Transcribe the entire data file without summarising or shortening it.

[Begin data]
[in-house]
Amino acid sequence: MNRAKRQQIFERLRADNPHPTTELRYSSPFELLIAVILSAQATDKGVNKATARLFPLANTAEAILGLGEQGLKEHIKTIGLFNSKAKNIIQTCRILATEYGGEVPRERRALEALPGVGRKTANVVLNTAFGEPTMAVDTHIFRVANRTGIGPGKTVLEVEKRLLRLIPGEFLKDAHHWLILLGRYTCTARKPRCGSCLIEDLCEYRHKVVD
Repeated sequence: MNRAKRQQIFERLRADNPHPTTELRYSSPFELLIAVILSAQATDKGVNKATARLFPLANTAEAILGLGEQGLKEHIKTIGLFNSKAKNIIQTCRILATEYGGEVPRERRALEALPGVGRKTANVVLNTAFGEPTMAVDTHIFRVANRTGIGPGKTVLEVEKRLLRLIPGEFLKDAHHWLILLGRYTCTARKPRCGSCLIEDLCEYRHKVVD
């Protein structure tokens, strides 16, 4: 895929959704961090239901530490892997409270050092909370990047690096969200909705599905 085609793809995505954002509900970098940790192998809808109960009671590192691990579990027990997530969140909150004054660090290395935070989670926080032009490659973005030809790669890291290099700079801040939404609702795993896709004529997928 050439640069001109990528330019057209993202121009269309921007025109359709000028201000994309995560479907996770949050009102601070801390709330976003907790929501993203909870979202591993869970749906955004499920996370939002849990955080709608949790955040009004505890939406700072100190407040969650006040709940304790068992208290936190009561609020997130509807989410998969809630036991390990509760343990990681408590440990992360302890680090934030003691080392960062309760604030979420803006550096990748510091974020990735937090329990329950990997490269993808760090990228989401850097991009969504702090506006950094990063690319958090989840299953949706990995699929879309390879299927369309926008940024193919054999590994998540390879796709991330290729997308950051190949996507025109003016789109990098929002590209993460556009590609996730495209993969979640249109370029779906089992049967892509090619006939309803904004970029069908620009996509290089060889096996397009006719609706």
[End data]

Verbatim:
[in-house]
Amino acid sequence: MNRAKRQQIFERLRADNPHPTTELRYSSPFELLIAVILSAQATDKGVNKATARLFPLANTAEAILGLGEQGLKEHIKTIGLFNSKAKNIIQTCRILATEYGGEVPRERRALEALPGVGRKTANVVLNTAFGEPTMAVDTHIFRVANRTGIGPGKTVLEVEKRLLRLIPGEFLKDAHHWLILLGRYTCTARKPRCGSCLIEDLCEYRHKVVD
Repeated sequence: MNRAKRQQIFERLRADNPHPTTELRYSSPFELLIAVILSAQATDKGVNKATARLFPLANTAEAILGLGEQGLKEHIKTIGLFNSKAKNIIQTCRILATEYGGEVPRERRALEALPGVGRKTANVVLNTAFGEPTMAVDTHIFRVANRTGIGPGKTVLEVEKRLLRLIPGEFLKDAHHWLILLGRYTCTARKPRCGSCLIEDLCEYRHKVVD
């Protein structure tokens, strides 16, 4: 895929959704961090239901530490892997409270050092909370990047690096969200909705599905 085609793809995505954002509900970098940790192998809808109960009671590192691990579990027990997530969140909150004054660090290395935070989670926080032009490659973005030809790669890291290099700079801040939404609702795993896709004529997928 050439640069001109990528330019057209993202121009269309921007025109359709000028201000994309995560479907996770949050009102601070801390709330976003907790929501993203909870979202591993869970749906955004499920996370939002849990955080709608949790955040009004505890939406700072100190407040969650006040709940304790068992208290936190009561609020997130509807989410998969809630036991390990509760343990990681408590440990992360302890680090934030003691080392960062309760604030979420803006550096990748510091974020990735937090329990329950990997490269993808760090990228989401850097991009969504702090506006950094990063690319958090989840299953949706990995699929879309390879299927369309926008940024193919054999590994998540390879796709991330290729997308950051190949996507025109003016789109990098929002590209993460556009590609996730495209993969979640249109370029779906089992049967892509090619006939309803904004970029069908620009996509290089060889096996397009006719609706």